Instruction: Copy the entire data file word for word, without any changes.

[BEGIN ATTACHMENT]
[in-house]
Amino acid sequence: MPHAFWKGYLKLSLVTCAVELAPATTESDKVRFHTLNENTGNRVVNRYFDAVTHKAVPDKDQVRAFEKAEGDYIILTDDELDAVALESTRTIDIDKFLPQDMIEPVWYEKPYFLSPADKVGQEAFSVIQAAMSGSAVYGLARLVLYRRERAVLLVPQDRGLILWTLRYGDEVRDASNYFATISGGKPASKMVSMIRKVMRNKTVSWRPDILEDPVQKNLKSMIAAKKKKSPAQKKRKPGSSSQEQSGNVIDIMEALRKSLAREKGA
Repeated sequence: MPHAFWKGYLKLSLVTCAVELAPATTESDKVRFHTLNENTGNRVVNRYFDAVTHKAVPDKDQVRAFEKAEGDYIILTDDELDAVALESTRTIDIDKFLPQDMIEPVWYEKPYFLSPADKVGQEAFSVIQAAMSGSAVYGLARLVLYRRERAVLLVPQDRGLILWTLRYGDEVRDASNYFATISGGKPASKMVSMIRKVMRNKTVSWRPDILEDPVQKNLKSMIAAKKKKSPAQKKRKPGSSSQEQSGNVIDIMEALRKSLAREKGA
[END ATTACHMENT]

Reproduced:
[in-house]
Amino acid sequence: MPHAFWKGYLKLSLVTCAVELAPATTESDKVRFHTLNENTGNRVVNRYFDAVTHKAVPDKDQVRAFEKAEGDYIILTDDELDAVALESTRTIDIDKFLPQDMIEPVWYEKPYFLSPADKVGQEAFSVIQAAMSGSAVYGLARLVLYRRERAVLLVPQDRGLILWTLRYGDEVRDASNYFATISGGKPASKMVSMIRKVMRNKTVSWRPDILEDPVQKNLKSMIAAKKKKSPAQKKRKPGSSSQEQSGNVIDIMEALRKSLAREKGA
Repeated sequence: MPHAFWKGYLKLSLVTCAVELAPATTESDKVRFHTLNENTGNRVVNRYFDAVTHKAVPDKDQVRAFEKAEGDYIILTDDELDAVALESTRTIDIDKFLPQDMIEPVWYEKPYFLSPADKVGQEAFSVIQAAMSGSAVYGLARLVLYRRERAVLLVPQDRGLILWTLRYGDEVRDASNYFATISGGKPASKMVSMIRKVMRNKTVSWRPDILEDPVQKNLKSMIAAKKKKSPAQKKRKPGSSSQEQSGNVIDIMEALRKSLAREKGA